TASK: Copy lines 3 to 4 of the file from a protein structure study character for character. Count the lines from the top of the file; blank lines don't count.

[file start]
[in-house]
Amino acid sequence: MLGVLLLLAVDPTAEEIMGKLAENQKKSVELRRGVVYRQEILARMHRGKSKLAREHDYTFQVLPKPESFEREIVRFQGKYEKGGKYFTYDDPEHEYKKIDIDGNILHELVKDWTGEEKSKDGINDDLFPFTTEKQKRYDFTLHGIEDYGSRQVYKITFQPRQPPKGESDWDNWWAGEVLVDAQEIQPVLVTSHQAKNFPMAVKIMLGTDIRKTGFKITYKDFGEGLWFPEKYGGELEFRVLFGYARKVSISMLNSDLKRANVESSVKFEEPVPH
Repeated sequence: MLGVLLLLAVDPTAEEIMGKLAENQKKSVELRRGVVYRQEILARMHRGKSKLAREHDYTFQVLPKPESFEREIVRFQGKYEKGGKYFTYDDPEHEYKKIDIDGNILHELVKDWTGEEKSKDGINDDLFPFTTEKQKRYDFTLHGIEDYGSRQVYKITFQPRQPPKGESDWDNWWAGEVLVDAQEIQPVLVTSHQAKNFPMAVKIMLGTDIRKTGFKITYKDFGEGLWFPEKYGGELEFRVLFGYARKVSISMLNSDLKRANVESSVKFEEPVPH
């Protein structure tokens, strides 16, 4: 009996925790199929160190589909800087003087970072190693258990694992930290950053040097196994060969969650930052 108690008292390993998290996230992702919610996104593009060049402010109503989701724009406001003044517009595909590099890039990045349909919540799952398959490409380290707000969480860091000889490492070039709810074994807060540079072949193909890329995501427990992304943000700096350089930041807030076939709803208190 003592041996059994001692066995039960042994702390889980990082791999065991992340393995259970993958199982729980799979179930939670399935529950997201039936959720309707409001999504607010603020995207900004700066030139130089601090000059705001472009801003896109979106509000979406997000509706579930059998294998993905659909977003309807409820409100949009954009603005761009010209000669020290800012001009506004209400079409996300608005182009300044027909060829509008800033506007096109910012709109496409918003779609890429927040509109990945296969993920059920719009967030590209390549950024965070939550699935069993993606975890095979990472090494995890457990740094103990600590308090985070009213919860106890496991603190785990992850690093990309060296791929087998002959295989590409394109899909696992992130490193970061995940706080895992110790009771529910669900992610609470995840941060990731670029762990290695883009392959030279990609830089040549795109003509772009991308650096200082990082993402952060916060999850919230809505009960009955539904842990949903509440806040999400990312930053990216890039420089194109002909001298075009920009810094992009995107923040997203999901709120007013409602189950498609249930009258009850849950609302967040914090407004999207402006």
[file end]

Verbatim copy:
Repeated sequence: MLGVLLLLAVDPTAEEIMGKLAENQKKSVELRRGVVYRQEILARMHRGKSKLAREHDYTFQVLPKPESFEREIVRFQGKYEKGGKYFTYDDPEHEYKKIDIDGNILHELVKDWTGEEKSKDGINDDLFPFTTEKQKRYDFTLHGIEDYGSRQVYKITFQPRQPPKGESDWDNWWAGEVLVDAQEIQPVLVTSHQAKNFPMAVKIMLGTDIRKTGFKITYKDFGEGLWFPEKYGGELEFRVLFGYARKVSISMLNSDLKRANVESSVKFEEPVPH
């Protein structure tokens, strides 16, 4: 009996925790199929160190589909800087003087970072190693258990694992930290950053040097196994060969969650930052 108690008292390993998290996230992702919610996104593009060049402010109503989701724009406001003044517009595909590099890039990045349909919540799952398959490409380290707000969480860091000889490492070039709810074994807060540079072949193909890329995501427990992304943000700096350089930041807030076939709803208190 003592041996059994001692066995039960042994702390889980990082791999065991992340393995259970993958199982729980799979179930939670399935529950997201039936959720309707409001999504607010603020995207900004700066030139130089601090000059705001472009801003896109979106509000979406997000509706579930059998294998993905659909977003309807409820409100949009954009603005761009010209000669020290800012001009506004209400079409996300608005182009300044027909060829509008800033506007096109910012709109496409918003779609890429927040509109990945296969993920059920719009967030590209390549950024965070939550699935069993993606975890095979990472090494995890457990740094103990600590308090985070009213919860106890496991603190785990992850690093990309060296791929087998002959295989590409394109899909696992992130490193970061995940706080895992110790009771529910669900992610609470995840941060990731670029762990290695883009392959030279990609830089040549795109003509772009991308650096200082990082993402952060916060999850919230809505009960009955539904842990949903509440806040999400990312930053990216890039420089194109002909001298075009920009810094992009995107923040997203999901709120007013409602189950498609249930009258009850849950609302967040914090407004999207402006």